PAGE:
ATLANTA — A rape victim is telling her story after her attacker was convicted more than 22 years after the crime.
A Fulton County prosecutor says the victim’s rape kit sat untested for years-- and there may be hundreds of other women still waiting for justice because of the same issue.
The victim, who did not want to be identified, spoke exclusively with Channel 2 investigative reporter Mark Winne about the attack and how it changed her life.
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The lead prosecutor says Cleophus Ward served 15 years for four different sexual assault cases from years ago and was back on the street. But Ward was recently locked up at the Fulton County Jail to stand trial on a case that went back even further.
Now, he’s serving a life sentence plus 20 years in state prison-- and a victim from 22 years ago helped put him there.
“It really just derailed everything. I was basically just starting out on my dream. After this, I just couldn’t do it. I could not be down there. It took me a long time to even be able to travel to Atlanta and feel okay about it,” the victim said.
She says that in 2000, she was in her second semester at Spelman College, her dream school. But her dream was derailed by Cleophus Ward.
“I spent many years in what I now know is depression. Just really not able to move forward with my life,” the victim said.
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Ward abducted her near the Spelman campus, drove her south on Interstate 85 and raped her. It would be another 22 years before he went on trial and a Fulton County jury convicted him of rape and kidnapping.
“I felt like I had been confined by my own fear, my own nervousness and I felt like I got let out of prison. It was a wonderful day,” the victim said.
Deputy Fulton County District Attorney Julianna Peterson says the victim regained her power when she testified against him in his trial.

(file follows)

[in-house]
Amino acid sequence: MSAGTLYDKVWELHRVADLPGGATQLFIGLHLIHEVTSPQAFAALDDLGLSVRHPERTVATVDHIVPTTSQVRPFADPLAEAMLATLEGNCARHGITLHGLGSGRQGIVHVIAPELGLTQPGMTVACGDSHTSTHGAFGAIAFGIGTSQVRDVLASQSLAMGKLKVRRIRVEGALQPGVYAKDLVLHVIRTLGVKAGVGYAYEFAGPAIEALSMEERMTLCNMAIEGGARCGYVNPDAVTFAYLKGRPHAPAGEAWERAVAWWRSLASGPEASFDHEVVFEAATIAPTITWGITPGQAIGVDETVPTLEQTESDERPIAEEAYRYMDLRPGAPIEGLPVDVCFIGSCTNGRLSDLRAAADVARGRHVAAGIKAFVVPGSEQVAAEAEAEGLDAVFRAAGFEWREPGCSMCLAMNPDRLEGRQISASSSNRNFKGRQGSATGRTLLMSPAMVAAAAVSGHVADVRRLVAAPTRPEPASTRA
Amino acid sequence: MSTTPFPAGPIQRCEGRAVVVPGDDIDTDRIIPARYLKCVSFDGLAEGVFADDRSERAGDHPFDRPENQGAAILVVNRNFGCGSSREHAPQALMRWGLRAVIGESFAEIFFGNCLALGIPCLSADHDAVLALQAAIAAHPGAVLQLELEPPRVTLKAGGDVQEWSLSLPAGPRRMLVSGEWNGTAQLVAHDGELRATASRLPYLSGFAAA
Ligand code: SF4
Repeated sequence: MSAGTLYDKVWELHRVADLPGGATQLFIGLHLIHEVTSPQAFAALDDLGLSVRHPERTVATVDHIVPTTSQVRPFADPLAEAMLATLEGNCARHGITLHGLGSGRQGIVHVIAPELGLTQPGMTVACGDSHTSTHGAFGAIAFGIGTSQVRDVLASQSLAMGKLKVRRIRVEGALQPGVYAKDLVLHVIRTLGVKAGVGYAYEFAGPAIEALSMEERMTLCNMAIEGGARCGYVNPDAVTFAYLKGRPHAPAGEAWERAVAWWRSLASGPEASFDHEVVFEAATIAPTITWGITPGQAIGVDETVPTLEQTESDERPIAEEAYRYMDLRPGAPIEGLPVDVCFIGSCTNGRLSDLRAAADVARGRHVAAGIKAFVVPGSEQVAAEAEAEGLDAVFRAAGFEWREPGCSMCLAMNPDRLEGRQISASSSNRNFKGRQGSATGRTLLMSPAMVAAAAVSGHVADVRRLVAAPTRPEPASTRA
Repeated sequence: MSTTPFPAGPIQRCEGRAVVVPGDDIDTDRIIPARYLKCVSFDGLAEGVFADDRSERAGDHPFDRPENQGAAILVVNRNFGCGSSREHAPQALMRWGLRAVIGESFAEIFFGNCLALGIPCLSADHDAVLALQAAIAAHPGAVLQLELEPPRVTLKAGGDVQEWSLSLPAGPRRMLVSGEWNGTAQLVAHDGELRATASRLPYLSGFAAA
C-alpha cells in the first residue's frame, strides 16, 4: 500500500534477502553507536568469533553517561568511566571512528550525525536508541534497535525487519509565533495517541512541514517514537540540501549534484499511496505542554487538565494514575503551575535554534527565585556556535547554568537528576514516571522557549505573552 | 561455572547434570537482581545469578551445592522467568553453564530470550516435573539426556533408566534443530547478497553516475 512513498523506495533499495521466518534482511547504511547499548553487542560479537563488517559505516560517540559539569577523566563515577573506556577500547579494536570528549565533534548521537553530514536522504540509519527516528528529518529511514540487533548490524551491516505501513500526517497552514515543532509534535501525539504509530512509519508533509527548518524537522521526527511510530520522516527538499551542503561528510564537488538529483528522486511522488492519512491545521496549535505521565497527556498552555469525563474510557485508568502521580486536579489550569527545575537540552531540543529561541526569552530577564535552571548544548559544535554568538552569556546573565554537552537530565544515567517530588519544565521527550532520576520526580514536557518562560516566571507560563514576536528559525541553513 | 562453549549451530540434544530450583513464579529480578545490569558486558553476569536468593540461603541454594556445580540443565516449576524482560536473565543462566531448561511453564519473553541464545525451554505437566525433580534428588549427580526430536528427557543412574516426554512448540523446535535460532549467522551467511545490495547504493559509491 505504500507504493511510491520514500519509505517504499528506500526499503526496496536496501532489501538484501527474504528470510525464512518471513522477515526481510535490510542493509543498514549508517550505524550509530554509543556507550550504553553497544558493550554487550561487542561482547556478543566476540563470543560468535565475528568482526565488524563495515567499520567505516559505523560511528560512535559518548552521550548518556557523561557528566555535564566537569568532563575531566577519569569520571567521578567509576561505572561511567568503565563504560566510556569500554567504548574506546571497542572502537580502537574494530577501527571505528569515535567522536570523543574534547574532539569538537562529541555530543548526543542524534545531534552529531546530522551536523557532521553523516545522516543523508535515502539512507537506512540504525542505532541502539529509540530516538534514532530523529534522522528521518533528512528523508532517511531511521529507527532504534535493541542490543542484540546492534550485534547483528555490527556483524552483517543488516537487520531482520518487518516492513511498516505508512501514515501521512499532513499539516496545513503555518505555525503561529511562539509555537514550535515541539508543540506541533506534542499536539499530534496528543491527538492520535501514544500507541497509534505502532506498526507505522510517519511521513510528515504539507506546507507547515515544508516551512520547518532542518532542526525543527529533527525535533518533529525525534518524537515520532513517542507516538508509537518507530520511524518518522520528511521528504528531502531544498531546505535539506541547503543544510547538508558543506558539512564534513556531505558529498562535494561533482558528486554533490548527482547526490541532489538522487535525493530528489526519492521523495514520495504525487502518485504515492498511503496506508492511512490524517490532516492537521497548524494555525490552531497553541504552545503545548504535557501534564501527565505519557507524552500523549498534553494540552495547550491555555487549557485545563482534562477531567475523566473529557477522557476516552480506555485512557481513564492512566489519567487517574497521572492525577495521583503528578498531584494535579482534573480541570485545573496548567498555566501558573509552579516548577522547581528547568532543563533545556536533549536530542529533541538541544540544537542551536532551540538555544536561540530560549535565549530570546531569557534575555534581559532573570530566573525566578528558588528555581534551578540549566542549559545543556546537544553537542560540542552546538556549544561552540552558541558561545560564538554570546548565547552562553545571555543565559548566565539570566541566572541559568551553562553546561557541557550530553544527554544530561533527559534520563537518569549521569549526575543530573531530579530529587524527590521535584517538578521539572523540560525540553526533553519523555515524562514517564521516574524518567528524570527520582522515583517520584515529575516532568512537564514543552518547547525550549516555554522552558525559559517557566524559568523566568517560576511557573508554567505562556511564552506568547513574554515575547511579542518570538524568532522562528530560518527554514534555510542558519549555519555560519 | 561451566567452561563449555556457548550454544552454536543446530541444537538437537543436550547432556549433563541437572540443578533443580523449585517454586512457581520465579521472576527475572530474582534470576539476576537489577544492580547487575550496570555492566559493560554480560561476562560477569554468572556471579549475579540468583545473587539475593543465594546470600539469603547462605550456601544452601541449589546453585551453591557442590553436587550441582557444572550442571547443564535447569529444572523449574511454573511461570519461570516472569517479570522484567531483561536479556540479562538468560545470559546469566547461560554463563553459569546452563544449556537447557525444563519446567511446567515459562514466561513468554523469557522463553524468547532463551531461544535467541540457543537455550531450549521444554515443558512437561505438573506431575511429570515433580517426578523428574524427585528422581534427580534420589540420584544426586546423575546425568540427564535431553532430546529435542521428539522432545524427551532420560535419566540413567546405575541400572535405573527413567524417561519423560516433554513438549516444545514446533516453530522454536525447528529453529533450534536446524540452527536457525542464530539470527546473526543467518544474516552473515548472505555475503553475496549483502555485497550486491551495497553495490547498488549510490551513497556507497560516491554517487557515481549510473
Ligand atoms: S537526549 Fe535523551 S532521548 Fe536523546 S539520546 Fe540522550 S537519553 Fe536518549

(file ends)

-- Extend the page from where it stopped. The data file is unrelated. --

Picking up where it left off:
“She testified so incredibly powerfully and strongly,” said Peterson.
Peterson says the rape kit in this case was among the first pulled out of a huge cache of kits. There were roughly 1,500 kits from Fulton County alone. The rape kit in this case languished at Grady Memorial Hospital, untested for years until 2015. After it was tested, it led to a DNA match that identified Ward as the suspect.
In response to Winnie’s query of whether the untested kit was the fault of Grady Memorial Hospital or the criminal justice system, Fulton County District Attorney Fani Willis answered: “It’s the fault of the criminal justice system.”
Willis confirmed that the law requires police to retrieve kits that it didn’t initially.
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Peterson says that as a result of the delay, Ward victimized others.
“He would actually go on in 2002 to sexually assault four more women in a span of six weeks,” said Peterson.
“The scariest thing is when we’ve gone back and looked at those kits we have noticed that there are a lot of serial rapists,” said Willis. “You think that it’s a very sad day that if we had prosecuted these people for these horrible crimes against these young women, you would have avoided a lot of crime in our community.”
Willis says Ward’s prosecution was one of her top priorities. It was made possible thanks to the sexual assault kit initiative which was funded by grant money from the U.S. Department of Justice. The sexual assault kit initiative sent old kits to private labs for testing.
She says the initiative allowed her to double the size of her team.
“I had my day to tell my story and you know, the team gave me that,” said the victim.
A spokesman says Ward is represented by a public defender. The office filed a motion for a new trial on Ward’s behalf on May 31.
The spokesman says the reasons for this new motion will become clearer when it is heard.
Peterson says Ward was convicted May 26 and there are probably other victimized women who are still awaiting justice.
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